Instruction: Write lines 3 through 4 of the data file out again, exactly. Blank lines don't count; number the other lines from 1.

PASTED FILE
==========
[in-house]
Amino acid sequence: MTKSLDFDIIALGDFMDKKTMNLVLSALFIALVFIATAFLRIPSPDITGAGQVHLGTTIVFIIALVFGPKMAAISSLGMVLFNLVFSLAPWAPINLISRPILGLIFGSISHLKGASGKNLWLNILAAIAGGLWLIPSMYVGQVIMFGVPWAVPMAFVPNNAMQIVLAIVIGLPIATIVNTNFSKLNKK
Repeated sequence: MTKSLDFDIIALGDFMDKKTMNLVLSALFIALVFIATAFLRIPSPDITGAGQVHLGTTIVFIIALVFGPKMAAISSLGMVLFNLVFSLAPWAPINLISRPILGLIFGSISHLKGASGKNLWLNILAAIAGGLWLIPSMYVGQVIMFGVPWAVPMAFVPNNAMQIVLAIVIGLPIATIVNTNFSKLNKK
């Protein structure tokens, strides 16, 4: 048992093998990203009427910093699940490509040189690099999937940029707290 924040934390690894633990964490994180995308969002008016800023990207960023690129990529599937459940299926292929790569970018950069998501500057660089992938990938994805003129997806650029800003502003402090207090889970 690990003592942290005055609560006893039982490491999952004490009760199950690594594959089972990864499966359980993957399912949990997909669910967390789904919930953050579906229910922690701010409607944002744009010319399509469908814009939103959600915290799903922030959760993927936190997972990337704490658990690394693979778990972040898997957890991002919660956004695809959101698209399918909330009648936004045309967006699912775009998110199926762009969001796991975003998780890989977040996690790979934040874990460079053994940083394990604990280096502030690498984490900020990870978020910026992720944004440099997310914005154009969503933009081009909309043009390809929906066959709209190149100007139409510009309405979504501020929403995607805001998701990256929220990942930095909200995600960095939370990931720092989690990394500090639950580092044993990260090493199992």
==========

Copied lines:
Repeated sequence: MTKSLDFDIIALGDFMDKKTMNLVLSALFIALVFIATAFLRIPSPDITGAGQVHLGTTIVFIIALVFGPKMAAISSLGMVLFNLVFSLAPWAPINLISRPILGLIFGSISHLKGASGKNLWLNILAAIAGGLWLIPSMYVGQVIMFGVPWAVPMAFVPNNAMQIVLAIVIGLPIATIVNTNFSKLNKK
């Protein structure tokens, strides 16, 4: 048992093998990203009427910093699940490509040189690099999937940029707290 924040934390690894633990964490994180995308969002008016800023990207960023690129990529599937459940299926292929790569970018950069998501500057660089992938990938994805003129997806650029800003502003402090207090889970 690990003592942290005055609560006893039982490491999952004490009760199950690594594959089972990864499966359980993957399912949990997909669910967390789904919930953050579906229910922690701010409607944002744009010319399509469908814009939103959600915290799903922030959760993927936190997972990337704490658990690394693979778990972040898997957890991002919660956004695809959101698209399918909330009648936004045309967006699912775009998110199926762009969001796991975003998780890989977040996690790979934040874990460079053994940083394990604990280096502030690498984490900020990870978020910026992720944004440099997310914005154009969503933009081009909309043009390809929906066959709209190149100007139409510009309405979504501020929403995607805001998701990256929220990942930095909200995600960095939370990931720092989690990394500090639950580092044993990260090493199992």